Linked Questions

5 votes
1 answer

Why ignore the denominator of bayes rule? [duplicate]

I am a new beginner in stats. I have specifically diverted my attention towards this because, I wish to understand the concept of Deep Bayesian Learning, so I am starting with the basics. The question ...
Animesh Karnewar's user avatar
2 votes
2 answers

Why is the normalization necesary in Bayesian inference? [duplicate]

In this post it reads that: normalization can be intractable when applying Bayes’ Theorem And in this answer it says that: it does not depend on the parameters since these have been ...
Lerner Zhang's user avatar
  • 6,810
0 votes
2 answers

Is the density of the unnormalised posterior distribution the same as the density for normalised posterior? [duplicate]

The posterior distribution is proportional to the likelihood times the prior distribution $p(\theta|D) \propto p(D|\theta)p(\theta)$. Computing $p(D|\theta)p(\theta)$ would give the un-normalised ...
calveeen's user avatar
  • 1,116
0 votes
1 answer

How is the "proportional" calculated in Bayes theorem? [duplicate]

I am struggling with the Wikipedia entry on Likelihood. In an example it mentions $L(P_H = 0.5 |HH) = 0.25$ It mentions that Bayes' theorem implies that the posterior probability is proportional to ...
Kirsten's user avatar
  • 803
185 votes
6 answers

Can a probability distribution value exceeding 1 be OK?

On the Wikipedia page about naive Bayes classifiers, there is this line: $p(\mathrm{height}|\mathrm{male}) = 1.5789$ (A probability distribution over 1 is OK. It is the area under the bell curve ...
babelproofreader's user avatar
9 votes
3 answers

What is the "grid" in Bayesian grid approximations?

I tried looking for my specific question, but I only found partially related questions here, here, and here. I think my question is much simpler than what was asked and answered in these queries. I'm ...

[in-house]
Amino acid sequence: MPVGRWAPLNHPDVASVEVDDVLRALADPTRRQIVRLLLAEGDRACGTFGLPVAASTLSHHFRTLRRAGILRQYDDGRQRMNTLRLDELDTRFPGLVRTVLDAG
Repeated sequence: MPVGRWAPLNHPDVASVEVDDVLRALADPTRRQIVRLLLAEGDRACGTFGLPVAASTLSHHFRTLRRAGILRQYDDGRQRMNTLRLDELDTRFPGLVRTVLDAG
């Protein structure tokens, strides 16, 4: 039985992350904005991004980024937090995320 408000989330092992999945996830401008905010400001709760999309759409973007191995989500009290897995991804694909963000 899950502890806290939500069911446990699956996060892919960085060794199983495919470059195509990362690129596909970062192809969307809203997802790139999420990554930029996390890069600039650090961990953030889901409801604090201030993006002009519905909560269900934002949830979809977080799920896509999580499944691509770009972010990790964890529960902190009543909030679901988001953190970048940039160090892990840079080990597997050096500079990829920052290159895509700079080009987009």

Shawn Hemelstrand's user avatar
9 votes
2 answers

What does it mean intuitively to know a pdf "up to a constant"?

I've seen this mentioned numerous times, most recently in motivating the MCMC method and description of the Metropolis-Hastings algorithm. The text (Simulation and the Monte Carlo Method, Second ...
Dingo Kilo's user avatar
8 votes
3 answers

Intuition of Bayesian normalizing constant

In the commonly mentioned mammography screening problem with a screening likelihood of 80%, a prior of 10% and a false positive rate of 50%, or its variants, it is easy to explain that the conditional ...
Haynes's user avatar
  • 113
2 votes
1 answer

With the Naive Bayes classifier, why do we have to normalize the probabilities after calculating the probabilities of each hypothesis?

In the Naive Bayes classifier, why do we have to normalize the probabilities after calculating the probabilities of each hypothesis?
MenorcanOrange's user avatar
4 votes
2 answers

Why *only* denominator(marginal likelihood) is difficult in Bayesian Inference, cant we keep track of it while calculating numerator

First, this question might give impression that it is related to several question but other don't explain the confusion regarding nominator part. For 2D, Given we have two parameters $\theta$ and $\...
A.B's user avatar
  • 217
2 votes
1 answer

Bayesian posterior: is multiplying likelihood by prior (rather than simulation) an acceptable approach?

Ken Rice has a helpful introductory set of slides available online called 'Bayesian Statistics (a very brief introduction)'. On ...
jamse's user avatar
  • 123
6 votes
1 answer

Confusion in Gibbs sampling

I am self-studying Gibbs sampling from a book. The book introduces metropolis hastings algortihm to generate representative values from a posterior distribution. So we know $p(D | \theta) p(\theta)$ ...
abkds's user avatar
  • 227
1 vote
1 answer

posterior is proportional to joint?

The posterior $$ P(M|D) = \frac{P(D|M) P(M)}{P(D)} $$ I think in my first class it said that $P(D)$ is a fixed thing, so it is permissible to ignore it for optimization purpose and use $$ P(M|D)...
isolatedstudent's user avatar
2 votes
2 answers

Likelihood and Prior density scales

I have a question about priors and likelihoods and their visualisation. A Bernoulli likelihood is $$\theta^{N_1}(1 - \theta)^{N_0}$$ where $N_1$ and $N_0$ are number of success and failures, ...
Zlo's user avatar
  • 137
2 votes
2 answers

Inference: How is the Laplace approximation actually useful to us compared with MLE and MAP?

I was reading a few different sources (including the "Machine Learning and Pattern Recognition" book by Bishop) about the Laplace integral approximation method for inference. However, I am ...
Rocky the Owl's user avatar

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